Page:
Commenter Archive

Comments by TheUnrepentantGeek
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On “Conservatives and Woodrow Wilson

Both thieves did the wrong thing, and it was equally wrong. There is no moral difference between stealing for this reason and stealing for that reason. Stealing is stealing.

BUT — it DOES make sense to show the latter person mercy because of his motives. It is MERCY that changes WHY one may judge (that is, rule on his acts) differently, not because one act of stealing was more or less moral than the other.

Daggett on May 11, 2010 at 11:55 AM

Well yes. But such nuance continues to elude the likes of CK et al. For one quite specific reason.

Just because something wasn’t popular, or was considered a rebellious attitude, doesn’t mean it wasn’t right. Conversely, just because it was popular doesn’t mean it wasn’t wrong. The people who have made history have been the rebels.

MadisonConservative on May 11, 2010 at 1:49 PM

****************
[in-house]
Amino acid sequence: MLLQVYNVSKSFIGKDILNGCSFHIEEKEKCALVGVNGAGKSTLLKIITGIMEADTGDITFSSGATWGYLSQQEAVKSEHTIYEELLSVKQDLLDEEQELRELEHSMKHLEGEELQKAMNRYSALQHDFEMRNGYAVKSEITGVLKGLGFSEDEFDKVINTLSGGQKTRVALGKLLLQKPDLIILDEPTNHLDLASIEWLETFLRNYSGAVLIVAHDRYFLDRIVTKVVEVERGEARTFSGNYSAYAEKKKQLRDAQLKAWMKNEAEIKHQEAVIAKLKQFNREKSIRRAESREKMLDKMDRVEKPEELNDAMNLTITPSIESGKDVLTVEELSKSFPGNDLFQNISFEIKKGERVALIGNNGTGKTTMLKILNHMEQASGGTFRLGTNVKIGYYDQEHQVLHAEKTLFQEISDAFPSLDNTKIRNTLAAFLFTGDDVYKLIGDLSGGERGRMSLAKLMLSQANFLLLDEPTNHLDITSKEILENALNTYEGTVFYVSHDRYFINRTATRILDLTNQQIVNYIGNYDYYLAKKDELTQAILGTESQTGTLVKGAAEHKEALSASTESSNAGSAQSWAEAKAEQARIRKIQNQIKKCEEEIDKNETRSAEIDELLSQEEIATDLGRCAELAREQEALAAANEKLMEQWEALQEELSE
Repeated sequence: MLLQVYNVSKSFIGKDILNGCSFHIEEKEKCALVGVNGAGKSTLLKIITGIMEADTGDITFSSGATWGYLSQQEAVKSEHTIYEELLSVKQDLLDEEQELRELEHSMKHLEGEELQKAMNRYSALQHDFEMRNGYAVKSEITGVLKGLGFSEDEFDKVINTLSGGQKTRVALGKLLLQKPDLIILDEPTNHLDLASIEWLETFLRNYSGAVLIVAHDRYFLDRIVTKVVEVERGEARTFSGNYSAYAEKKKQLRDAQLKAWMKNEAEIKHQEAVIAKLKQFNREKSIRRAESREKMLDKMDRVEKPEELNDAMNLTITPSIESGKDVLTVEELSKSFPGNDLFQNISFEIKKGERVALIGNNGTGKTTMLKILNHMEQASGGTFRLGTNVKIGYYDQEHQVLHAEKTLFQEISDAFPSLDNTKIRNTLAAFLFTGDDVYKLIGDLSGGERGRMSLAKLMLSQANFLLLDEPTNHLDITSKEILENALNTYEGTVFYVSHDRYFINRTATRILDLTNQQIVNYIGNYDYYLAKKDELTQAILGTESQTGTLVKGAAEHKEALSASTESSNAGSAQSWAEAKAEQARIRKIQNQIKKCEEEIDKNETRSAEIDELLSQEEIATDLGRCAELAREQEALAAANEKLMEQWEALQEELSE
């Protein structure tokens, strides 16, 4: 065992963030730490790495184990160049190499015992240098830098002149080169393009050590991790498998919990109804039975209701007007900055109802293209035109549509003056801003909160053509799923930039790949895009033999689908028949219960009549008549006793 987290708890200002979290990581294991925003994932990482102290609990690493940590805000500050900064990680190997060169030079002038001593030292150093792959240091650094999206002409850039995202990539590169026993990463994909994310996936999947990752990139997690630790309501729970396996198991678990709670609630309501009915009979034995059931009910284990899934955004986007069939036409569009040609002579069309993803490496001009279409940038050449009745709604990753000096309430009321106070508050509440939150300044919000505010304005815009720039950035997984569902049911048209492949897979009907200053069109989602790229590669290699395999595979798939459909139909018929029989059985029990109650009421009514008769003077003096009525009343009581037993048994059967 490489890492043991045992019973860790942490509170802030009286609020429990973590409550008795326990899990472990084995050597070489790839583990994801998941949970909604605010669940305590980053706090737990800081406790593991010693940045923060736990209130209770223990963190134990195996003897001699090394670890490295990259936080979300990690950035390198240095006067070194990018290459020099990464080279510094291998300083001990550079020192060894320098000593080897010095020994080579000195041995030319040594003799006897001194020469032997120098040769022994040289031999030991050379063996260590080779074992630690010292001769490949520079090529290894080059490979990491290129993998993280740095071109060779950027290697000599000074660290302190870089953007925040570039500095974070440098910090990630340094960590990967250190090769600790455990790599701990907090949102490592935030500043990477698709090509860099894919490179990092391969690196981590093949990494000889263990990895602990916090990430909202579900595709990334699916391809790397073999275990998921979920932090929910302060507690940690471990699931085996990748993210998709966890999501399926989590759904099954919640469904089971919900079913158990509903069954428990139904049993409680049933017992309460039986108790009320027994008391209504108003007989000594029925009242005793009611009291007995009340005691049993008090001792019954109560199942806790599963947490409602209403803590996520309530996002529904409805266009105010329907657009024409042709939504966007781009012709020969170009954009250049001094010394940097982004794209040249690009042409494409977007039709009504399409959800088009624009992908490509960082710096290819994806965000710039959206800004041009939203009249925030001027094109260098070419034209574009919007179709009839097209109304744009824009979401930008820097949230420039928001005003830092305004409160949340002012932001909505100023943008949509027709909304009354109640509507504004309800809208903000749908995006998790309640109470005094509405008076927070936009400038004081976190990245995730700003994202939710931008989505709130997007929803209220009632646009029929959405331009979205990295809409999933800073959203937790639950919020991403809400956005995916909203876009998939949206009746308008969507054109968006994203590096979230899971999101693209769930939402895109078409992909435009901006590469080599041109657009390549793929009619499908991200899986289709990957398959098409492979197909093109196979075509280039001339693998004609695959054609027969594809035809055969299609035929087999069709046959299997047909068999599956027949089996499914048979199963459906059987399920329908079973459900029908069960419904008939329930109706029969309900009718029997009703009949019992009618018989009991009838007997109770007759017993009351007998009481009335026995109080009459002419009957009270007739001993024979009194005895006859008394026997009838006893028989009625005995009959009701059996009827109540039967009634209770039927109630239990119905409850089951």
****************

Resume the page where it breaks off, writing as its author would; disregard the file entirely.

How do you construct right and wrong MadCon? I'm willing to bet that CK's answer differs radically from yours (and likely most actual conservatives).

"

Others would say, and I think rightly, that presuming to judge also can lead in a very ugly direction.

CK MacLeod on May 10, 2010 at 6:15 PM

Oh please. As if everyone didn't "judge" all day long.

You're either a liar or you've got a mind so open your brain fell out a long time ago.

"

Ah CK, you're not a monster. You're just ahead of the curve.

"

So that was how many words for "Really guys, Wilson wasn't that bad?"

On “ADVENTURES IN EPISTEMIC OPENING: Mark Levin vs Jim Manzi on Global Warming

Since not all scientists are left-leaning politically, would you ask a parallel question about the many who regard AGW/CC as “science that is far from settled,” and who explicitly oppose political agendas that assume it?

I consider it a more balanced view of the situation to acknolwedge that racing forward in a fervor of zealotry to shut down debate on AGW/CC is pretty much exactly analogous to dismissing it, in terms of being anti-scientific and anti-intellectual.

The left has no superior claim to the skeptical empiricism inherent with a truly scientific approach. It is caught on a regular basis, rather, assuming that which has yet to be proven, and proclaiming its assumptions to be “scientific” merely because they come from theories that didn’t arise from the book of Genesis.